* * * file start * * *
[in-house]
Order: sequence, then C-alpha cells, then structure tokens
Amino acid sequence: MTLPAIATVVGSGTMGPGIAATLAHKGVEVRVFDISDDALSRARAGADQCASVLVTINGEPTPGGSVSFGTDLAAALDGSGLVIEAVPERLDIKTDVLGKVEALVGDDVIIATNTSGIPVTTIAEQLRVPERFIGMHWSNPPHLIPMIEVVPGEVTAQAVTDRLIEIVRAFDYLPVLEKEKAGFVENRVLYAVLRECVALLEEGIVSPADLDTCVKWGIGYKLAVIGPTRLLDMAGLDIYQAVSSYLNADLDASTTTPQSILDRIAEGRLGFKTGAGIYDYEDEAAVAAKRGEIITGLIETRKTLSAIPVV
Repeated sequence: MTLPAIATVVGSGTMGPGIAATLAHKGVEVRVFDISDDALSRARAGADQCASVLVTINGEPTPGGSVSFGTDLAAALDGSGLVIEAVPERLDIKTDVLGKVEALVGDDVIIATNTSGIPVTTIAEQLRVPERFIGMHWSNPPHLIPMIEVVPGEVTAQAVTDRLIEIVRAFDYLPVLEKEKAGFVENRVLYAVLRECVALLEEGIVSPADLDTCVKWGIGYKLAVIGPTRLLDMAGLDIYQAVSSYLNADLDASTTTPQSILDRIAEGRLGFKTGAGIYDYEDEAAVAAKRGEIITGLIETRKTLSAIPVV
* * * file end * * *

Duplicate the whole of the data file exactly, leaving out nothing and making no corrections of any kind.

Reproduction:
[in-house]
Order: sequence, then C-alpha cells, then structure tokens
Amino acid sequence: MTLPAIATVVGSGTMGPGIAATLAHKGVEVRVFDISDDALSRARAGADQCASVLVTINGEPTPGGSVSFGTDLAAALDGSGLVIEAVPERLDIKTDVLGKVEALVGDDVIIATNTSGIPVTTIAEQLRVPERFIGMHWSNPPHLIPMIEVVPGEVTAQAVTDRLIEIVRAFDYLPVLEKEKAGFVENRVLYAVLRECVALLEEGIVSPADLDTCVKWGIGYKLAVIGPTRLLDMAGLDIYQAVSSYLNADLDASTTTPQSILDRIAEGRLGFKTGAGIYDYEDEAAVAAKRGEIITGLIETRKTLSAIPVV
Repeated sequence: MTLPAIATVVGSGTMGPGIAATLAHKGVEVRVFDISDDALSRARAGADQCASVLVTINGEPTPGGSVSFGTDLAAALDGSGLVIEAVPERLDIKTDVLGKVEALVGDDVIIATNTSGIPVTTIAEQLRVPERFIGMHWSNPPHLIPMIEVVPGEVTAQAVTDRLIEIVRAFDYLPVLEKEKAGFVENRVLYAVLRECVALLEEGIVSPADLDTCVKWGIGYKLAVIGPTRLLDMAGLDIYQAVSSYLNADLDASTTTPQSILDRIAEGRLGFKTGAGIYDYEDEAAVAAKRGEIITGLIETRKTLSAIPVV